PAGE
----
'It's BS' — Students, Austin Residents and Health Officials Push Back On UT Football Game
This post was originally published on Sunday, Sept. 13, at 3:16 p.m. It has been updated to include a statement from University of Texas officials.
In its first game of an unusual football season, the University of Texas at Austin hosted the University of Texas at El Paso. The Longhorns won big, 59-3.
Despite the success on the field, one key game-day strategy failed: mandatory face coverings.
Standing in front of the stadium, longtime Austin resident Ed Malcik waved his hands across the scene.
“Look around you. There's three people there without masks,” he said, pointing at various groups. “There's another over there. There's one person behind me. You know, there's a lot of people coming in without masks.”
Media access to the game was restricted, but portions of the approximately 15,000-person crowd were visible from the roof of a nearby parking garage. Of about 600 people within sight, more than 300 didn’t wear a face covering.
Malcik stopped by the stadium to photograph the arriving crowd. He said the season will likely lead to COVID-19 outbreaks.
“I don't think there's going to be a lot of games. I think it's too difficult,” he said. “I figure 70% of the people here are wearing masks, and the other 30% are not. And that's problematic.”
I’m covering the @UTAustin football game for @TPRNews. UT said face coverings would be required. Media access was restricted. I counted more than 300 people not wearing masks just inside the parts of the stadium I could see from a garage. Outside, about 1/2 the crowd wore masks pic.twitter.com/b3Z5Iz96qB— Dominic Anthony Walsh (@_DominicAnthony) September 13, 2020
He also described the scene as “boring.” Several game-day traditions were canceled, and far fewer people were on the streets than normal.
Patty Otto has been coming to UT games for about 25 years. She said the scene was unreal.
“It's nice, but it's a little Twilight Zone-ish,” she said.
Otto said she felt safe. But UTEP fan Michelle Burns did not.
“I don't,” she said. “But my son's playing, and I'm not gonna miss him playing on this field. So here we are.”
Local health officials in Austin have been critical of UT’s decision to host the large gathering, even with some COVID-19 safety measures in place. The stadium’s capacity is limited to 25% in accordance with state law, but only UT students — a small fraction of the crowd — had to test negative ahead of the game in order to attend.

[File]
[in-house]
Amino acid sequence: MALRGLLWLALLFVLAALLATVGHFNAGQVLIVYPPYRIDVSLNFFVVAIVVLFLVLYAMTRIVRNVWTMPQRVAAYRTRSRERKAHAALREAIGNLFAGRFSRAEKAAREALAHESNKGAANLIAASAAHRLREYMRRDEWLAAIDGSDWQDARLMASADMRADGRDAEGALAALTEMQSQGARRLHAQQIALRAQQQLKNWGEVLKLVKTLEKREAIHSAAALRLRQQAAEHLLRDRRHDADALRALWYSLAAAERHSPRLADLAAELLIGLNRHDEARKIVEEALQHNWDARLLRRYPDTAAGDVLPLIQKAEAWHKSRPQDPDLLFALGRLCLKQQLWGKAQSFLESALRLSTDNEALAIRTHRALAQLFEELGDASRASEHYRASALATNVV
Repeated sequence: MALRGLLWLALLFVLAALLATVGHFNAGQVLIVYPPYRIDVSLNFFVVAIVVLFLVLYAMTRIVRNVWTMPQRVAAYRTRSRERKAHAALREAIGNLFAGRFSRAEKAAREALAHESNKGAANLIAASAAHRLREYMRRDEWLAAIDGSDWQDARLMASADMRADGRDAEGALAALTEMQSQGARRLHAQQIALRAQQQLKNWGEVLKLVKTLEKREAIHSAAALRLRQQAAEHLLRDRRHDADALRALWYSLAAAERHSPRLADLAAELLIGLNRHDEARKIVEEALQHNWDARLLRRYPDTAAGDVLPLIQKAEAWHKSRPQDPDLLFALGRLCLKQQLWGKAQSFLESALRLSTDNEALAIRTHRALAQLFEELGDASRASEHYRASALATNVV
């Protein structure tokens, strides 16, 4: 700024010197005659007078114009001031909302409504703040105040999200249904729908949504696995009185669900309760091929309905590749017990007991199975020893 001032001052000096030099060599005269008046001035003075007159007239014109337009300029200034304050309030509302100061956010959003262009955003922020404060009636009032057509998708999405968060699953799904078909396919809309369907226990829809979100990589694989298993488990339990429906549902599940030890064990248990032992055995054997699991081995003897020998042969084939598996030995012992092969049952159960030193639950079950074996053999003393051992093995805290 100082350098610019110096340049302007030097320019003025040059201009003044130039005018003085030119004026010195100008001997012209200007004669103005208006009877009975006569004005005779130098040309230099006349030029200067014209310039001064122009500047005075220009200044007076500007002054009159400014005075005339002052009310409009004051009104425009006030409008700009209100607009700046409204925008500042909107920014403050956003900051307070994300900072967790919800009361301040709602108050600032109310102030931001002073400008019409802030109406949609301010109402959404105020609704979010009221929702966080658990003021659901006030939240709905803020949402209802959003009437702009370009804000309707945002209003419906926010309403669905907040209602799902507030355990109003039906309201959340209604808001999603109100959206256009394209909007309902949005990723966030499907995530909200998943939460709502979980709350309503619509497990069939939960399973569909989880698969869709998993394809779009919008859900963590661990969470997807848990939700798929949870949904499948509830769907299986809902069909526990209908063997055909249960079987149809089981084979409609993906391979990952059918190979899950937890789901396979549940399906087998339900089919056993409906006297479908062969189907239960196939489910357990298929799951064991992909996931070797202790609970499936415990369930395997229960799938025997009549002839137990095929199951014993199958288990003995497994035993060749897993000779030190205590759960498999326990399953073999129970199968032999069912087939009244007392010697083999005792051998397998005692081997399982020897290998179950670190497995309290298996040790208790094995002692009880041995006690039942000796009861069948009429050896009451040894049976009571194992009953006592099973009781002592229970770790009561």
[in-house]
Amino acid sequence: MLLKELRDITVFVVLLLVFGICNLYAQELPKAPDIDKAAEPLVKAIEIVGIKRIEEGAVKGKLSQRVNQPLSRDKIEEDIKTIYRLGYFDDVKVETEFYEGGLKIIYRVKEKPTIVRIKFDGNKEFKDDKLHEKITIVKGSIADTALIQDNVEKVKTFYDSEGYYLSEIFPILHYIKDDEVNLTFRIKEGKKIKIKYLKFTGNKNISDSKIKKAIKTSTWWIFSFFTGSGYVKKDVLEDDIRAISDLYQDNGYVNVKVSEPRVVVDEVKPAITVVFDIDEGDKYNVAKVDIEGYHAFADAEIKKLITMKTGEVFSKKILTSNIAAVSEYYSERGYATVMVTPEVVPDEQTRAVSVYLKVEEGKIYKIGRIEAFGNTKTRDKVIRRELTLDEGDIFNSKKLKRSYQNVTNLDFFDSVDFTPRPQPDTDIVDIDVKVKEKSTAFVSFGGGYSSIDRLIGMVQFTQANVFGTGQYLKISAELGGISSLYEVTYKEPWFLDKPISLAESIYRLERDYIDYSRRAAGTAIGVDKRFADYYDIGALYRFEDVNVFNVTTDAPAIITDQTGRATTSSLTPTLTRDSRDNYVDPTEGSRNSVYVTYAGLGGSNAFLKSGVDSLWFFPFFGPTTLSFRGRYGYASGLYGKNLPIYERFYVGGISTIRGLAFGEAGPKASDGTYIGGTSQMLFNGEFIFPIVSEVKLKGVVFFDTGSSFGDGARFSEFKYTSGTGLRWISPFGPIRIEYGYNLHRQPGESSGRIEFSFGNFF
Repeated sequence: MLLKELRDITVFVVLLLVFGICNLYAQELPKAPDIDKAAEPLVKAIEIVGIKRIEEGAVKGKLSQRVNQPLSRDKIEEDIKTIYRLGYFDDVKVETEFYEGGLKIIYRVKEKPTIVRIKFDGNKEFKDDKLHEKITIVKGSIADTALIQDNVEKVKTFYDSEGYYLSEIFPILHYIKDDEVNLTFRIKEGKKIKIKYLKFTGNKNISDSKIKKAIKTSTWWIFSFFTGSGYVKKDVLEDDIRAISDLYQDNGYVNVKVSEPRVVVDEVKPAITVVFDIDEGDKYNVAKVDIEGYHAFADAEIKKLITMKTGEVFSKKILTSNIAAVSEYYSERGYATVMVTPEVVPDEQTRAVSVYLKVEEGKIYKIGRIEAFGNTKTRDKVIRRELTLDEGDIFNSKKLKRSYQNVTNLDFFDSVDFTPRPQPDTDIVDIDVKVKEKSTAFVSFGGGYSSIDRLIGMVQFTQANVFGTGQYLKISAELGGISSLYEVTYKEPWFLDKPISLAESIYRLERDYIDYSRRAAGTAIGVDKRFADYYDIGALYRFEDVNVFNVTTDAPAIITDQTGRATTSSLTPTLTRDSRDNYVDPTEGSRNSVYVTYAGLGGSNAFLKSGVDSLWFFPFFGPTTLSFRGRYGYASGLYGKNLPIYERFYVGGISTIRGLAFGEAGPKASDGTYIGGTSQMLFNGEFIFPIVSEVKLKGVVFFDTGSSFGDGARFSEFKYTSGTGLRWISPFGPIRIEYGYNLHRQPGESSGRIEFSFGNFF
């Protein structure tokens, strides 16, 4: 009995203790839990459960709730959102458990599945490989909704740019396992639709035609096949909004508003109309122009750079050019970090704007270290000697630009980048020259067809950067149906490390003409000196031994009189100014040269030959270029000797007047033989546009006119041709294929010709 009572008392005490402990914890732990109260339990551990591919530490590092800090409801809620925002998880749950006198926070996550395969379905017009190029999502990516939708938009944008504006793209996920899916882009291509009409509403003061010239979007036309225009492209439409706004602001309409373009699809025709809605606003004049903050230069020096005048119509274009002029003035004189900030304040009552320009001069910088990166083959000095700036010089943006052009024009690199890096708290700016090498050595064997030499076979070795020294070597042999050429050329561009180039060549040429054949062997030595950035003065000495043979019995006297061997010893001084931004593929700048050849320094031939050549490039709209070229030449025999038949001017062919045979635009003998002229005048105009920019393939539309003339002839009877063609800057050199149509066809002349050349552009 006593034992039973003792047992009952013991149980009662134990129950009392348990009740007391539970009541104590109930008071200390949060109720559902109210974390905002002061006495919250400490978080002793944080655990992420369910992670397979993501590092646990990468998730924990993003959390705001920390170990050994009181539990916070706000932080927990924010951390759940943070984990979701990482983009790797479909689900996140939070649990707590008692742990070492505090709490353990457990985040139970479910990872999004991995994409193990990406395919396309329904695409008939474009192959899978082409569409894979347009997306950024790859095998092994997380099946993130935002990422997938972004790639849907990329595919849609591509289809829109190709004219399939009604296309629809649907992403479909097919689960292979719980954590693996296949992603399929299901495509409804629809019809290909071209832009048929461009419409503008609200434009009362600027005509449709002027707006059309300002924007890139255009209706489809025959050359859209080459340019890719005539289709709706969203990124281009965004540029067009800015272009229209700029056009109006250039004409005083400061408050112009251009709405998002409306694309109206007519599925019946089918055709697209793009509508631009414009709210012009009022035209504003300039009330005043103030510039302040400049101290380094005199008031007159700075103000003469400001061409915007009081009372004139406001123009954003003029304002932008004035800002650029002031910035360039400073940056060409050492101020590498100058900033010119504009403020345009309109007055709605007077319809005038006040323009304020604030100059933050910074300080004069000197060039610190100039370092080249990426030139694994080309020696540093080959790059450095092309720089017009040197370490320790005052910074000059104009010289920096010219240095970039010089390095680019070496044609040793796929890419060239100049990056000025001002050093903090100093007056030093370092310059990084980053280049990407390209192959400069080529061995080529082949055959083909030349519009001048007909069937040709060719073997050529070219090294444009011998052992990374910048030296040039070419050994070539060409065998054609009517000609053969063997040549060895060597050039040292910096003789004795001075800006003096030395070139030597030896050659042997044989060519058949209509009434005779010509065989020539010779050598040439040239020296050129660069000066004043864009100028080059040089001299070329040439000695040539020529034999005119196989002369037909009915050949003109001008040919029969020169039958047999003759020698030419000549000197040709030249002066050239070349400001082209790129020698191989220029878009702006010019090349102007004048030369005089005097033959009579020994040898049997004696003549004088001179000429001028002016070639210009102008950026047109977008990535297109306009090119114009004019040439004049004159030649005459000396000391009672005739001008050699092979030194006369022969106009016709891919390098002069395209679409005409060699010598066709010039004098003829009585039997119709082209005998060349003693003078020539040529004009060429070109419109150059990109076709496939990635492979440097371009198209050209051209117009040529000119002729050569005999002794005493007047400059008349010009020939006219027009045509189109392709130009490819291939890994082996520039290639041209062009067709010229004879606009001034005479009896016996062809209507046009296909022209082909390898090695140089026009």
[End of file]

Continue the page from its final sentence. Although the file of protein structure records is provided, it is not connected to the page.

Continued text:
University officials said social distancing measures were in place. But outside the stadium, social distancing was non-existent.
Inside the stadium, more than 15,000 fans were spaced out. Future games could hold up to 25,000 people.
“Our gathering limit is 10, and having 25,000 people in one space is a concern," said Mark Escott, Austin Public Health's interim health authority, speaking at a press conference a few days before the game.
Cerena Ermitanio is a UT senior. She was highly critical of the decision to resume games, especially after the university told students to act responsibly.
“I honestly think it's BS,” she said.
Ermitanio said she thinks the university will blame students for any outbreaks, “but I think the reality is UT should be all totally closed. All of our classes should be online because all of these things are open at this weird number of capacity. And still hosting football games is really, to me, an incentive for people to move back and have these gatherings.”
During the event, students gathered off campus at Cain & Abel’s and other restaurants to watch the televised game. Locations with outdoor patios must abide by social distancing protocols, but capacity limits go out the door in these open-air spaces, and masks come off when food and drinks are served.
Since students moved back, large gatherings have also been spotted at co-ops and Greek life houses, even as UT has confirmed more than 300 new COVID-19 cases among students, faculty and staff over the past month.
Malcik — the longtime Austin resident — questioned the wisdom of UT’s approach, which places the burden of a successful reopening squarely on the shoulders of tens of thousands of 18- to 22-year-olds.
“I think they're gonna be really hard-pressed to keep a bunch of young people away from larger gatherings. I think they do a good job on the campus, but after that, it's kind of everybody for themselves,” he said. “It's very problematic. I mean, I've witnessed situations — large gatherings, and all with no masks. And so that’s a serious problem. And where that's going to go, or how long it's going to go? I haven't got a clue.”
Officials with UT media relations said security staff was instructed to enforce the rules, and compliance from attendees was expected.
"We’ll be reviewing all aspects of the event to see if there are areas where we can improve procedures," the statement reads.
Later this month, UT Austin's football team will play Texas Tech in Lubbock. The team's next home game is against Texas Christian University in early October.
TPR was founded by and is supported by our community. If you value our commitment to the highest standards of responsible journalism and are able to do so, please consider making your gift of support today.